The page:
- In Warhammer 40,000, there are "power weapons", which are a variant on this. The common models are not pure energy, but have a physical sword or gauntlet or set of claws and a surrounding field of energy. There are actually pure-energy models, but those are very rare. Nevertheless, like most expressions of this trope, they cut through other materials with ease. In the tabletop game's rules, no armour saves are permitted against an attack from one.
- Eisenhorn had a power sword that was one of the energy-blade variants. He also had
magic psychic powers and worries about falling to the dark side. He lost his sword, and actually used a metal power sword for the rest of the series, including in his fight with a cybernetic, psychic, dark lord. It's also important to note that his nemesis was not his father, and Eisenhorn was the one who was crippled. Eisenhorn still won.
- There are at least five or six different sizes and varieties of "plasma cannon", including one actually that.
- Dungeons & Dragons has Brilliant Energy weapons that ignore armor bonuses to AC because they pass through armor, but they cannot hurt undead, constructs, or objects.
- Certain editions also features energy firearms, either as 'magic' weapons found in certain adventures, or examples in chapters about varying the setting from the default-assumed norm of vaguely medieval-ish — for example, 3.5 has rules for laser pistols/rifles and antimatter rifles.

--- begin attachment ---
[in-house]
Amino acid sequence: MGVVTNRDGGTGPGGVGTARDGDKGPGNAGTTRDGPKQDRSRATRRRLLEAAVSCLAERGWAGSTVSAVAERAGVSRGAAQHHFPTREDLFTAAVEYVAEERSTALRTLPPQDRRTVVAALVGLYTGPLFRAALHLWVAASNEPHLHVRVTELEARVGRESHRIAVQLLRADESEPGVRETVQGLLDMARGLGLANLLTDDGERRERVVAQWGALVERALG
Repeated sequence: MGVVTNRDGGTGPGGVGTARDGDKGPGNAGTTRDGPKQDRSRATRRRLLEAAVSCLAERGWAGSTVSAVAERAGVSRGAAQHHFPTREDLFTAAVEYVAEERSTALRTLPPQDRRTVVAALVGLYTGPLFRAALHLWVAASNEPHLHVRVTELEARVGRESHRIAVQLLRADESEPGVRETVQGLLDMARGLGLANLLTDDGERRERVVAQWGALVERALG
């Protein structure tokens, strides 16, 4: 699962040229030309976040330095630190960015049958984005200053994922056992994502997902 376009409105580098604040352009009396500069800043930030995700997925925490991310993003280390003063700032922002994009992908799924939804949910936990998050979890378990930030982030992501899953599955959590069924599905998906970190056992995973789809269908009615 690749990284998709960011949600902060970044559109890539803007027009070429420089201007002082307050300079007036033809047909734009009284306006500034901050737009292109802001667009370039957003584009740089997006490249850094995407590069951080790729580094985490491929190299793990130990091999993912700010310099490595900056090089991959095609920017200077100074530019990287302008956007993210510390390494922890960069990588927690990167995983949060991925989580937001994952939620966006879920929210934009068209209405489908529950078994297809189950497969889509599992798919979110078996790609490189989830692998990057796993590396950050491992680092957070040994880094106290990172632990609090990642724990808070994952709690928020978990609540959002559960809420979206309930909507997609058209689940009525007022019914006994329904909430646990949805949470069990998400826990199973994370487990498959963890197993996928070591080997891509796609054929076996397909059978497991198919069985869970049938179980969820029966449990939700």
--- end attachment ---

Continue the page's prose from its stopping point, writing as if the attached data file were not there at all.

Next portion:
- GURPS has lasers (UV, IR, blue-green, X-ray, gamma-ray, polychromatic), masers, force blades, force glaives, force whips.
- Pick a space "sim". More often than not, the primary weapons on your ship are energy-based. It would be easier to list exceptions.
- The Disgaea series tends to include some of these, like the Beam Javelin, Laser Axe, and Energy Blade.
- All of Zero's weapons in the Mega Man Zero series are energy melee weapons, with the Z-Buster being the exception (it's a ranged energy weapon). The Rod series of weapons were the most bizarre, as they started off with an energy spear, then an energy whip (which also doubled as a grappling device), then an energy tonfa, finally ending up with an energy fist.
- Super Smash Brothers Brawl has Zero Suit Samus's energy whip, because the Paralyzer from Metroid: Zero Mission wasn't cool enough before. Unlike most of the whip examples on this page, this one's actually made of energy, not just coated in it.
- Phantasy Star Online used what was known as Photon weapons. What this meant is that every weapon in the game had a glowing Lightsaber-like part on it. Even the guns.
- Of course, the Phantasy Star series as a whole, with its sci-fi setting, had several breeds of "laser" weapons, notably swords, knives, slicers, claws, and axes. Though stuff made out of laconia managed to be superior.
- City of Heroes has unlockable skins for most of the weapon powersets based on this trope. The Talsorian blades, available from Vanguard, are tintable blades of energy available for Broad Sword, Katana, Battle Axe, Dual Blades, and Archery (and Trick Arrow) powersets. Yes, there's a Talsorian bow. But not a mace or hammer, for stylistic reasons (which the developers have justified with self-aware Technobabble).
- In Castlevania, the Vampire Killer is often lampooned by cynics for its ability to destroy vampires (among other evil creatures), in spite of the fact that it is only a whip/long morningstar (depending on game and power level). However, The Vampire Killer's true form is shown in Castlevania: Bloodlines, where, when powered up to its full potential, it manifests as a light whip.